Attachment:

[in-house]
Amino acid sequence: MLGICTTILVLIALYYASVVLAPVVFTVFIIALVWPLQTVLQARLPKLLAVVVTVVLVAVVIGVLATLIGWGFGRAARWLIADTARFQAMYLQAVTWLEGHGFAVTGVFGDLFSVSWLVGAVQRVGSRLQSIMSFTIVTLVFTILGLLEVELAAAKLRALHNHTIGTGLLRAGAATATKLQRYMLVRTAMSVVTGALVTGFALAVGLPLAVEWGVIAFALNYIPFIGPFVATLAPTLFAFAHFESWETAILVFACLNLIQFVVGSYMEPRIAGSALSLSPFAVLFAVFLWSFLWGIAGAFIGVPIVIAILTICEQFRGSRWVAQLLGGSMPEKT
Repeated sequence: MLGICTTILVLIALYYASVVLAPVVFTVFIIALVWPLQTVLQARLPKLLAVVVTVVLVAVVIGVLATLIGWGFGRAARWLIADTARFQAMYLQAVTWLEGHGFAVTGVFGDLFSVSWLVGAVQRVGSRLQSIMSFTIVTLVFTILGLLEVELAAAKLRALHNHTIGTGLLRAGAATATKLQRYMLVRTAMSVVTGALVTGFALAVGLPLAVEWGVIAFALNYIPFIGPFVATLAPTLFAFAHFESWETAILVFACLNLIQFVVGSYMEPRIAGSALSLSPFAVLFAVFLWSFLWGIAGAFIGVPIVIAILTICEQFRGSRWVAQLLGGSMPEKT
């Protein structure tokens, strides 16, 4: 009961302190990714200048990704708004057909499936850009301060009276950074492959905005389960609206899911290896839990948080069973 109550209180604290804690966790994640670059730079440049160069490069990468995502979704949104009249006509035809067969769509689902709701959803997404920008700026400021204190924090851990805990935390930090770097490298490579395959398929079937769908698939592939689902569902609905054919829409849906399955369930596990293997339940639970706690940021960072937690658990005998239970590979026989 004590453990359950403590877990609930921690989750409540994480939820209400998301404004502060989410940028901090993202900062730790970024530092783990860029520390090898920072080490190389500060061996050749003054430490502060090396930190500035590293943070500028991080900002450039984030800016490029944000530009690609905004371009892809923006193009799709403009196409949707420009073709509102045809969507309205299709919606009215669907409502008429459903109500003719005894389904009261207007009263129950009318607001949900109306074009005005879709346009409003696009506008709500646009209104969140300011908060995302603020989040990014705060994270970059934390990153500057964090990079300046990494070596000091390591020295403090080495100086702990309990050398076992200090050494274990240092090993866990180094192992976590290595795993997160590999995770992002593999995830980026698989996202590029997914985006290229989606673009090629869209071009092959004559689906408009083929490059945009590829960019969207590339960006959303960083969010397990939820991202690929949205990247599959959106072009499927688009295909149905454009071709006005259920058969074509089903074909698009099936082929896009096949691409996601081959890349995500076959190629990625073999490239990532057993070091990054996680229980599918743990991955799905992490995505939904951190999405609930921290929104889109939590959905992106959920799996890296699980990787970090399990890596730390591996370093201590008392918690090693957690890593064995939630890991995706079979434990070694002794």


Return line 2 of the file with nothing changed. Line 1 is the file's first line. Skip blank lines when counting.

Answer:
Amino acid sequence: MLGICTTILVLIALYYASVVLAPVVFTVFIIALVWPLQTVLQARLPKLLAVVVTVVLVAVVIGVLATLIGWGFGRAARWLIADTARFQAMYLQAVTWLEGHGFAVTGVFGDLFSVSWLVGAVQRVGSRLQSIMSFTIVTLVFTILGLLEVELAAAKLRALHNHTIGTGLLRAGAATATKLQRYMLVRTAMSVVTGALVTGFALAVGLPLAVEWGVIAFALNYIPFIGPFVATLAPTLFAFAHFESWETAILVFACLNLIQFVVGSYMEPRIAGSALSLSPFAVLFAVFLWSFLWGIAGAFIGVPIVIAILTICEQFRGSRWVAQLLGGSMPEKT